Feature Article

How Singapore Sustains Its Market Autocracy

[caption id="attachment_24297" align="aligncenter" width="519"] Singapore panorama skyline at night, Marina bay. © Tomas1111 | Dreamstime.com[/caption] Economists generally agree that democracy is an important contributor to a nation’s economic development. Representative government via regular general elections seems to be one of the best methods humans have yet devised for controlling predatory states. It is thus not surprising that, across the globe, representative democracy and economi...

Television Review Essay

Pachinko Season 1

      Pachinko SEASON 1 By Showrunner Soo Hugh Produced by Blue Marble Pictures, A.Han.Bok Dream Production Media Res for the Apple TV+ streaming service Based on the 2017 novel by Min Jin Lee 8 episodes, approximately 1 hour run time each Color; Languages: Korean, Japanese, and English (English subtitles available) Available on Apple TV at https://tinyurl.com/4nbr494h Reviewed by Jeffrey Wallace In an overview of the Zainichi population of Japan, John Lie writes in h...

Feature Article

Understanding Daily Life in Wartime Japan, 1937-1945

[caption id="attachment_24280" align="aligncenter" width="466"] Family and friends pose for a photo at a celebration for the soldier sitting in the foreground. The banners to the right and left read (top to bottom): “Congratulations, Going to war, Mr. Masaharu Shinoda.” Source: Children in History website at https://tinyurl.com/ zejwjk5a.[/caption] In my first years as a college instructor, whenever I gave my lecture on the Japanese home front during the Asia-Pacific War (1937–1945), I ...

Editor's Message

Editor’s Message

I hope EAA readers have time for creative and interesting projects this summer and find our second non-thematic issue in over two decades to be lively, thought-provoking, substantive, and useful. Please subscribe to our monthly e-newsletter, the EAA Digest, for regular updates on EAA and exclusive content on using EAA articles and additional recommended Asia-related resources at https://tinyurl.com/y38pxf3z. Please also like us on Facebook and encourage your colleagues to do the same!

Book Review, Resources

Highlights of the 2022 Freeman and South Asia Book Award Winners

The National Consortium for Teaching about Asia (NCTA), the Com­mittee on Teaching about Asia (CTA) of the Association for Asian Studies (AAS), and Asia for Educators (AFE) at Columbia University sponsor the annual Freeman Book Awards for new young adult and children’s literature. The awards recognize quality books for children and young adults that contribute meaningfully to an understanding of East and Southeast Asia. Awards are given in two categories: Children’s and Young Adult on sever...

Book Review Essay, Feature Article

The Story of a Family Divided by the Communist Revolution in China

Many books have been written on the experience of Chinese intellectuals and pre-1949 capitalists during the Mao years, including those with relatives who had fled to Taiwan, and some have described re­unification of Taiwan and mainland branches of a family after cross-Strait tensions began to ease in the 1980s. Daughters of the Flower Fragrant Garden is the first volume I have seen describing the parallel lives of family members separated accidentally in 1949, and reunited decades later. Part h...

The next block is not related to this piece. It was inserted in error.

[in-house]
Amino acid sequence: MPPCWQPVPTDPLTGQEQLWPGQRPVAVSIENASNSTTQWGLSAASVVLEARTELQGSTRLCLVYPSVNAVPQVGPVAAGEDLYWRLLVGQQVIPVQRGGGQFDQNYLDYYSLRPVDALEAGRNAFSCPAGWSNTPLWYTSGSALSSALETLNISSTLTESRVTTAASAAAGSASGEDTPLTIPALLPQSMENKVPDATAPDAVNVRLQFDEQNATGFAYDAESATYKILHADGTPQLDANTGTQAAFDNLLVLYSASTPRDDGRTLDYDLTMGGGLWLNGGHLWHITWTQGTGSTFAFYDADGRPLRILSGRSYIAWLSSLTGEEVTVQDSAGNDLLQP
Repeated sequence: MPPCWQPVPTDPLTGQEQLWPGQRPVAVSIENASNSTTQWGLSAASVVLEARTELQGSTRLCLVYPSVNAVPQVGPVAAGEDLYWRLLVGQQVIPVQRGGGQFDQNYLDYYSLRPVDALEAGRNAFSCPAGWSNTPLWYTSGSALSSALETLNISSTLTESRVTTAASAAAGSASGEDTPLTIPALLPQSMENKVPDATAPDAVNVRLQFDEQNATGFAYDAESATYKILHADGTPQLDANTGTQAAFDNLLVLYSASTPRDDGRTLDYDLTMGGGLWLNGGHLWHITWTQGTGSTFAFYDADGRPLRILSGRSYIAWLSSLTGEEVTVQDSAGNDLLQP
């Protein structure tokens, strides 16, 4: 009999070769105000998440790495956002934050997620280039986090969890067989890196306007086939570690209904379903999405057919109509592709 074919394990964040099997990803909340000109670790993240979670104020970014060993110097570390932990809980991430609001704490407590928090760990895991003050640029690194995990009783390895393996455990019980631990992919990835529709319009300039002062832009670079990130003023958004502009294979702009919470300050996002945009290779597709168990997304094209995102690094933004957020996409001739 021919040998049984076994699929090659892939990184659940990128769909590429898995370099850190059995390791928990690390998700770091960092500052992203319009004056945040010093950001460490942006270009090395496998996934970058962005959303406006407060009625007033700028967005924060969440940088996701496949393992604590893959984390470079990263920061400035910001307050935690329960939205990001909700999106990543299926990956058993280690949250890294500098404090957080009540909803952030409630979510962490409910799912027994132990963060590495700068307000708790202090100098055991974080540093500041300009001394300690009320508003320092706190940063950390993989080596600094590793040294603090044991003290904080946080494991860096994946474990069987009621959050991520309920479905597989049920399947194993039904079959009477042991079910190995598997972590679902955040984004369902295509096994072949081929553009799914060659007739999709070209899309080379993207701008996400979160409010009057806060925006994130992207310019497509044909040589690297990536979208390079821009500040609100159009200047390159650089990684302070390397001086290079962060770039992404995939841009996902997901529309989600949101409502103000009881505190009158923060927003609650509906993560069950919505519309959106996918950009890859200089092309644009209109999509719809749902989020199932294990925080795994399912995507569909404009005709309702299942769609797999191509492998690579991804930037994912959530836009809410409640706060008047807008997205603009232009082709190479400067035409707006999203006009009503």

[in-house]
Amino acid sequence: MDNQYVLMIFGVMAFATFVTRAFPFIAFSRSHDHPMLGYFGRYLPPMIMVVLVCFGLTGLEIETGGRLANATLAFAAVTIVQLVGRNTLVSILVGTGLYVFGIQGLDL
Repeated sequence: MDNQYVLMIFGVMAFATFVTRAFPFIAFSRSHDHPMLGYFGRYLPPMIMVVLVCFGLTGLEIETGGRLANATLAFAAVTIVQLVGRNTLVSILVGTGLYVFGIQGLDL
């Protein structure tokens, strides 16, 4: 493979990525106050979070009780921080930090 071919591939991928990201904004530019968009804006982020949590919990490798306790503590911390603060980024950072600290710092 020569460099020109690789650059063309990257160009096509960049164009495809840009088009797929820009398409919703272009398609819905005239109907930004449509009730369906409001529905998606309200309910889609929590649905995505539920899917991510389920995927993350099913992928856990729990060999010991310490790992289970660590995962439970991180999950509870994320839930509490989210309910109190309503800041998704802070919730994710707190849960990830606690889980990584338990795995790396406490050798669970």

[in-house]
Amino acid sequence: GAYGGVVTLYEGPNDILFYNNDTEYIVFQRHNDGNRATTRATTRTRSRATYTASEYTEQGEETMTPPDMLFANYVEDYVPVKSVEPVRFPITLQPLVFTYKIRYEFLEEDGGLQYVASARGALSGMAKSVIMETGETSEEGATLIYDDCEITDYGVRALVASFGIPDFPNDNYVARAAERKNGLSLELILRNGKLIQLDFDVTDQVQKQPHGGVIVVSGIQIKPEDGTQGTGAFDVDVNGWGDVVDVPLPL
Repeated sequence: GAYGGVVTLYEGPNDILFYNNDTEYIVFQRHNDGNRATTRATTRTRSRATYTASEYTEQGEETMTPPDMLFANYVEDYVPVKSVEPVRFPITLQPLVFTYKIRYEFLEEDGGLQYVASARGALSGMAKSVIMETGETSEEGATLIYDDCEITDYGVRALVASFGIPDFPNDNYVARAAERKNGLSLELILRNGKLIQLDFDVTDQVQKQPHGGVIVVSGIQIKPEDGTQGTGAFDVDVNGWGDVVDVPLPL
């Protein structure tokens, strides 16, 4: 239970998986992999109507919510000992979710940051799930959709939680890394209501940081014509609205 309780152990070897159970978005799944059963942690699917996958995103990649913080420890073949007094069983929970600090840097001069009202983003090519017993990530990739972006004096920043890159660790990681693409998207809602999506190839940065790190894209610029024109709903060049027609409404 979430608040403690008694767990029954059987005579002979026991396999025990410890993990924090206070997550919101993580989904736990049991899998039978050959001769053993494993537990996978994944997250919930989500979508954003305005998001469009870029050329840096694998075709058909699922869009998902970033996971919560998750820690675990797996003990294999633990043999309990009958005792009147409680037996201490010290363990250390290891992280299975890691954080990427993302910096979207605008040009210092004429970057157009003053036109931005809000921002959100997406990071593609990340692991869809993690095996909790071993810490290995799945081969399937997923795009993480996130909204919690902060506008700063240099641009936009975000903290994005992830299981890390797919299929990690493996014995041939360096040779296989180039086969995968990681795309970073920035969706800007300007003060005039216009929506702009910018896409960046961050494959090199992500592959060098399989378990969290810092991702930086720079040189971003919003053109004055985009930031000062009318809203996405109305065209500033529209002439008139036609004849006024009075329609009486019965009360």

Feature Article

The Problem That Has No Name

Being born and growing up in a patriarchal culture is never easy. Gender inequality is inherent in my culture and begins with the birth of a female child that is unwanted and comes to this world against the wishes of parents for a male offspring. In a patriarchal society there is an interplay of culture, religion, and law that always restricts women’s rights. For example, the Islamic religion and Pakistani legal system clearly specify the laws of inheritance for women, but culturally, Pakis...

Feature Article

Daughters of the Flower Fragrant Garden in the Classroom

Zhuqing Li’s Daughters of the Flower Fra­grant Garden offers an exciting new twist on a classic Civil War motif, the “brother against brother” narrative. This story is not about two brothers who chose to fight on opposite sides of a bitter war against each other on personal or moral grounds, but rather two sisters who, con­trary to their own desires, and even at odds with their own convictions, were separated from each other by a conflict that lasted most of their adult lives. The Civil ...

Feature Article

A Family Separated by the Bamboo Curtain

As a child in Mao-era Fuzhou, Zhuqing Li’s walk to school followed a path that took her past a secluded compound built atop Cangqian Hill. Only residents of the complex—high-level administrators at a teach­er’s college—could pass through the gate guard­ed by sentries and see what lay hidden behind solid stone walls. “Like something from a fairy tale,” Li remembers, the compound loomed over the city below it, “forbidding and aloof.” One day, Li pursued a runaway ball through ...

EAA Interview, Resources

An EAA Interview with Lauren McKee Author of Japanese Government and Politics An AAS Key Issues in Asian Studies Publication

Lauren McKee is Associate Professor of Political Science and Asian Studies at Berea College. She first joined the faculty of Berea College in 2014 as an ASIANetwork-Luce Foundation postdoc­toral teaching fellow after receiving a PhD in International Studies from Old Dominion Universi­ty. Dr. McKee regularly works with the National Consortium for Teaching about Asia (NCTA) and has been published in Education about Asia. She enjoys teaching classes on comparative and East Asian poli­tics and ha...